All the great documentary makers - from Werner Herzog to Michael Moore - have the ability to take a niche subject and make it universal.
It’s a quicksilver skill that American filmmaker Eric Steel brings to ‘Kiss The Water’, telling the story of legendary salmon fly maker Megan Boyd.
Boyd spent her entire life tying the tiny works of art in a basic shack three miles outside Brora, in the North of Scotland.
The film mixes first person accounts with artful animation and stunning landscape shots, creating a whole that uses salmon fishing as a cypher for life itself.
Numerous lists of the components of flies (“designed for the fisherman, not the fish”, notes one angler) give proceedings a mystical air, as the alchemy of combining exotic feathers and furs is explained.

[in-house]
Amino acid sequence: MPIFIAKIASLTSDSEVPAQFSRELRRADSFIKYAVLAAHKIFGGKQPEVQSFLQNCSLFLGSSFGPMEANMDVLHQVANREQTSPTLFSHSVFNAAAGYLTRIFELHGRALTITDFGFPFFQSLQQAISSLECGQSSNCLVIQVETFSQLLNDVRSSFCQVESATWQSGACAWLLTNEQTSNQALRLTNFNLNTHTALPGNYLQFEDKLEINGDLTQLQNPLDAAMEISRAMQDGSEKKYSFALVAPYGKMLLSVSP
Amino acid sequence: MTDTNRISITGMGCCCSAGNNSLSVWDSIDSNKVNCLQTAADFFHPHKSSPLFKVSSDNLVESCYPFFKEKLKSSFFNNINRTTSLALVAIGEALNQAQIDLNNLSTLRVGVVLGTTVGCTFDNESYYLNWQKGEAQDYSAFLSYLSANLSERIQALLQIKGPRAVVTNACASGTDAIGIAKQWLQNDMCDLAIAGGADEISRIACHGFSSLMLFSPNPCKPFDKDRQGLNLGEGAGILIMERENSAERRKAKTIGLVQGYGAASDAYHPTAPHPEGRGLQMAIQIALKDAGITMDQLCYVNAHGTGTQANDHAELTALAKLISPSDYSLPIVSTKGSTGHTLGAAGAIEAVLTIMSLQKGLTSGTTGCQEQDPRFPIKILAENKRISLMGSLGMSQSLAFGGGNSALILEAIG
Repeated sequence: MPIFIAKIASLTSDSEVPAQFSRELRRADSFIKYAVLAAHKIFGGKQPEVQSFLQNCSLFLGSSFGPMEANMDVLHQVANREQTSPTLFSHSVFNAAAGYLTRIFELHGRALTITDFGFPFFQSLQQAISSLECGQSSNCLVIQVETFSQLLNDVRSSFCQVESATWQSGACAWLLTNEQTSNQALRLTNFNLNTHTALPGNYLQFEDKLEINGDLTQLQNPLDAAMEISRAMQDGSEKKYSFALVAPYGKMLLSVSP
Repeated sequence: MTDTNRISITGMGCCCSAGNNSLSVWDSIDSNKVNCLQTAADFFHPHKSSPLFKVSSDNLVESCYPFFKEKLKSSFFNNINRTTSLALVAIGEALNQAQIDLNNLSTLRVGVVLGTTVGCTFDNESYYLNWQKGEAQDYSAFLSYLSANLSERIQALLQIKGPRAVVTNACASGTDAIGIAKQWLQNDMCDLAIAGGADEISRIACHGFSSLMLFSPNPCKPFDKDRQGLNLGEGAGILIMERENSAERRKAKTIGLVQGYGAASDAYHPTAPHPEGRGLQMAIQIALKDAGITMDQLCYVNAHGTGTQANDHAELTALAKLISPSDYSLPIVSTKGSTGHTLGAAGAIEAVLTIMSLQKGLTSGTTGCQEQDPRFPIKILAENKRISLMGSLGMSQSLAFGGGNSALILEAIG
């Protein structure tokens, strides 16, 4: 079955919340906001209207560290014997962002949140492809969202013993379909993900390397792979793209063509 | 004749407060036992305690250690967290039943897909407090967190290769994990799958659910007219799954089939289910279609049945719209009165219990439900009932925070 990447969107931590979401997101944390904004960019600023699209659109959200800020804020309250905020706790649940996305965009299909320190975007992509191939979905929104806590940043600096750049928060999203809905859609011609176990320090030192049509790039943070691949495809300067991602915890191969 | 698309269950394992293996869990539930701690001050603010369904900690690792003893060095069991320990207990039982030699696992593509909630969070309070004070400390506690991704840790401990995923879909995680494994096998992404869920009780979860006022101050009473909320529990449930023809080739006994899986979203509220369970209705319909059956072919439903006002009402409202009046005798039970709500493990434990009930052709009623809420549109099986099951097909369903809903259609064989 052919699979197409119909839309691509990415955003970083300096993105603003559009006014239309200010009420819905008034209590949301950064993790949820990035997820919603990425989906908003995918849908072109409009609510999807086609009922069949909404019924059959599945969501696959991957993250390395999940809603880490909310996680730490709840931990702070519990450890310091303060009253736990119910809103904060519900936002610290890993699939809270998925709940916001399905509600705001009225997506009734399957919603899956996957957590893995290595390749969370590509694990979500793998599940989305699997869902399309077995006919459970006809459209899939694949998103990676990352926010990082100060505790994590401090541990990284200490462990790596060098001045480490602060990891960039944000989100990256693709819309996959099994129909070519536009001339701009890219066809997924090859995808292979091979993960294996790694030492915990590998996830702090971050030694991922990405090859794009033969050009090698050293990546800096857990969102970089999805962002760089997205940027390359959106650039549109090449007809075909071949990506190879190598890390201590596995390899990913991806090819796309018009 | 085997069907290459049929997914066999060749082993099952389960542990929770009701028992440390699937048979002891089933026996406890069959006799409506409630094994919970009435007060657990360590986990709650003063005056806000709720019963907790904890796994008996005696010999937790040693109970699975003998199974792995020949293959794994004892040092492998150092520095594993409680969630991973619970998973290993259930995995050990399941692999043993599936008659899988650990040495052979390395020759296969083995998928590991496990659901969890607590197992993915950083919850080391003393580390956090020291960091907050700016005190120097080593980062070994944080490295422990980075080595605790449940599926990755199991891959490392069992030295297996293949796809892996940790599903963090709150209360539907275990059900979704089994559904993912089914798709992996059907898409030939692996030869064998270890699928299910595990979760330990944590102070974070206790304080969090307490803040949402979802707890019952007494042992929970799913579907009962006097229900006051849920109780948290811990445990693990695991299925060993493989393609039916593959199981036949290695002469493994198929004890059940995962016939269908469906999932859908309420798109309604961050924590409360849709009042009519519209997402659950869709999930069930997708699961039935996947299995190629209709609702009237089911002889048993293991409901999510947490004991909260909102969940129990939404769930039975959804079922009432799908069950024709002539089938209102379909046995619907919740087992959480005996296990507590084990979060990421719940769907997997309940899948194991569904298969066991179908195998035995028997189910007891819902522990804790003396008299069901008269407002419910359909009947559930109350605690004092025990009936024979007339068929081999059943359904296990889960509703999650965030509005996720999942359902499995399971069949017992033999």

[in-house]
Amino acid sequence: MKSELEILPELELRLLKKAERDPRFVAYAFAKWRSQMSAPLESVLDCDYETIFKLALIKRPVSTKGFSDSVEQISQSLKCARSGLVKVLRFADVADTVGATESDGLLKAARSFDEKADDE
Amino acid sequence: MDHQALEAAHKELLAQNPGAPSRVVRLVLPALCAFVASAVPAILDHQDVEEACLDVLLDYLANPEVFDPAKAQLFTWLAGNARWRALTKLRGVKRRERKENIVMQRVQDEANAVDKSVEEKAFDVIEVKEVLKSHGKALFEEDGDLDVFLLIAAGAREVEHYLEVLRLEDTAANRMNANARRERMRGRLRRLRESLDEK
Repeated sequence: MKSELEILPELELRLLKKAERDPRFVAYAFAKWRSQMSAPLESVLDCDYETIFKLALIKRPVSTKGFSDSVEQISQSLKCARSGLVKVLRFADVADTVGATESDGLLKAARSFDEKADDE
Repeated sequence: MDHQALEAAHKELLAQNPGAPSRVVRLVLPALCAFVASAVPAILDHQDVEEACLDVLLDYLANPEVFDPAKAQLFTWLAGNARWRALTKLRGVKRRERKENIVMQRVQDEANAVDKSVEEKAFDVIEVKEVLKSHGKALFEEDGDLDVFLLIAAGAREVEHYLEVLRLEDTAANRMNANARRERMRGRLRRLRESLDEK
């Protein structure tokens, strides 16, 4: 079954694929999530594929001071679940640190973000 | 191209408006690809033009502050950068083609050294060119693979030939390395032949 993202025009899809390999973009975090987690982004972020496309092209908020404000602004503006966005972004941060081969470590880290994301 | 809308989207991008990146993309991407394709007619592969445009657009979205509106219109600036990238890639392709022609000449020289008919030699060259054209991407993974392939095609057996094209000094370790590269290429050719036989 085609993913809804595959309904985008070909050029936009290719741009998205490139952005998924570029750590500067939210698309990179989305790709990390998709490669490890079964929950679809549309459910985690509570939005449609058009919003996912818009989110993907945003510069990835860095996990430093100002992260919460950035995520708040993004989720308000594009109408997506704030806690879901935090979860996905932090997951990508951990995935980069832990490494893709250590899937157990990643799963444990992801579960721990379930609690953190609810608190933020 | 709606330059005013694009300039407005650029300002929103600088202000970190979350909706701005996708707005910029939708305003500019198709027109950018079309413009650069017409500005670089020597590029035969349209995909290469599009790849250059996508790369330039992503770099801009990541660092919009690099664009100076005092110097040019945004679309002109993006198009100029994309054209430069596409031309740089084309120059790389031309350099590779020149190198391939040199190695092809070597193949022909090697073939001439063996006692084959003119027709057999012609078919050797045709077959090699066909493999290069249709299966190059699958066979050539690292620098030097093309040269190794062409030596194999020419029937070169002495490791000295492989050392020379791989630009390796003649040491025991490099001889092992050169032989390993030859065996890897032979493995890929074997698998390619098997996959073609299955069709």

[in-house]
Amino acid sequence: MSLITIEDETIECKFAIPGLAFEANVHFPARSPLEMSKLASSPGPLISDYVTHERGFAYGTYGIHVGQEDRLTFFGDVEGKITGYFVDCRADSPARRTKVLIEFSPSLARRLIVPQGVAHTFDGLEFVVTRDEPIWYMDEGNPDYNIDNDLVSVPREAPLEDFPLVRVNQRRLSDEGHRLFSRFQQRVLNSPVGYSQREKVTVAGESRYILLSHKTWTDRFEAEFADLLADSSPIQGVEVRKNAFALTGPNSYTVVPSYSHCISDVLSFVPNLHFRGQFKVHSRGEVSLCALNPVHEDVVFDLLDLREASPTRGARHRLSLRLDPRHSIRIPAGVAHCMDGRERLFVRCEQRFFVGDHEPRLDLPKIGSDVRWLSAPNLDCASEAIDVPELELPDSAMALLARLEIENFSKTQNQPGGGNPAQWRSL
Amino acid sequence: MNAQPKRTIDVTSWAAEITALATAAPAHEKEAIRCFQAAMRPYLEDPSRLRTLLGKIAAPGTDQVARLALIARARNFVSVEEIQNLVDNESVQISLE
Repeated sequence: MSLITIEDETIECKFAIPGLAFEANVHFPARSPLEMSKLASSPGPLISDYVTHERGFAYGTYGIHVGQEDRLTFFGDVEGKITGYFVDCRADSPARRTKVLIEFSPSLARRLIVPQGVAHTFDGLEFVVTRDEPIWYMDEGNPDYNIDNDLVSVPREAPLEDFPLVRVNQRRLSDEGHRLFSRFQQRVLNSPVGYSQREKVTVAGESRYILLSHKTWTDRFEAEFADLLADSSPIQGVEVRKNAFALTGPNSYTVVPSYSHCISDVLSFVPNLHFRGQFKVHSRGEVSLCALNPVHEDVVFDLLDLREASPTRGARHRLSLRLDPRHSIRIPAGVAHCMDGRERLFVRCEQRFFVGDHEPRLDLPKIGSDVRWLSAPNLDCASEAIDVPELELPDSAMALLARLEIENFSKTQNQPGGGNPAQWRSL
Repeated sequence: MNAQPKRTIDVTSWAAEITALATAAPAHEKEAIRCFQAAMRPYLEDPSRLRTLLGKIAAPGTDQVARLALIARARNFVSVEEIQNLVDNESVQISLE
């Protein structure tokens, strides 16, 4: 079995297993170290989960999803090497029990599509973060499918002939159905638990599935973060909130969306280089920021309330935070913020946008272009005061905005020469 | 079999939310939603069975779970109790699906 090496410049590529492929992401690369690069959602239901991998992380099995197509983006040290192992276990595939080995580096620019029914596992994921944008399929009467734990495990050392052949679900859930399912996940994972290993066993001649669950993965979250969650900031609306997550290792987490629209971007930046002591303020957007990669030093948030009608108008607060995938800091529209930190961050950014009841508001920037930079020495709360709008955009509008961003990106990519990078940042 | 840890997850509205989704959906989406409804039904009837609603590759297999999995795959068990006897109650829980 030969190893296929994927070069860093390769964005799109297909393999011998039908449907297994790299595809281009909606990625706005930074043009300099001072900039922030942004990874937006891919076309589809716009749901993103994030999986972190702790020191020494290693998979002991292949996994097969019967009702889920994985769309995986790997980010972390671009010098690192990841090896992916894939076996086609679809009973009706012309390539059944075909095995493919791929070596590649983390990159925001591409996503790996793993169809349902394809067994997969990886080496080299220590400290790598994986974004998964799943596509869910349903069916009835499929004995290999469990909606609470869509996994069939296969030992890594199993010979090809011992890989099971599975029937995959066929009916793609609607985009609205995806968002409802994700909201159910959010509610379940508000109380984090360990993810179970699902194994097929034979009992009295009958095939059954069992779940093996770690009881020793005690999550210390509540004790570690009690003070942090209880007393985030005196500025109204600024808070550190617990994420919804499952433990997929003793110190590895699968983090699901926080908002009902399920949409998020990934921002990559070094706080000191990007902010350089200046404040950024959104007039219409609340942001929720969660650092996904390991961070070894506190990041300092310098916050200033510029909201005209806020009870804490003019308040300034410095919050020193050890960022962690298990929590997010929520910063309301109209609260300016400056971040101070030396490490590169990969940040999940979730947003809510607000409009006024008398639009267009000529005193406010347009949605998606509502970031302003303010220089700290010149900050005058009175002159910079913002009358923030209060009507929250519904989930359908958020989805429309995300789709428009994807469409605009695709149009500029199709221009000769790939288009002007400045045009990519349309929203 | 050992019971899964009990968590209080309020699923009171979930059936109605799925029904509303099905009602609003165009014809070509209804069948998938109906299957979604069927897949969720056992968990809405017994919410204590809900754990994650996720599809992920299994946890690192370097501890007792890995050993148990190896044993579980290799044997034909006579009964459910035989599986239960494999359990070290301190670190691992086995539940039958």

A picture of Boyd isn’t shown until the end, allowing the viewer to build up a personal image of the quirky heroine through tales of home-cut hair, reckless driving, Scottish country dancing and an unlikely relationship with Prince Charles.
It’s the section dealing with Boyd’s “Prince Charlie” which is the film’s only weak spot - the portrayal of Lady Diana as a salmon hooked on a line is a metaphor too far in an otherwise untouchable piece of cinematic magic.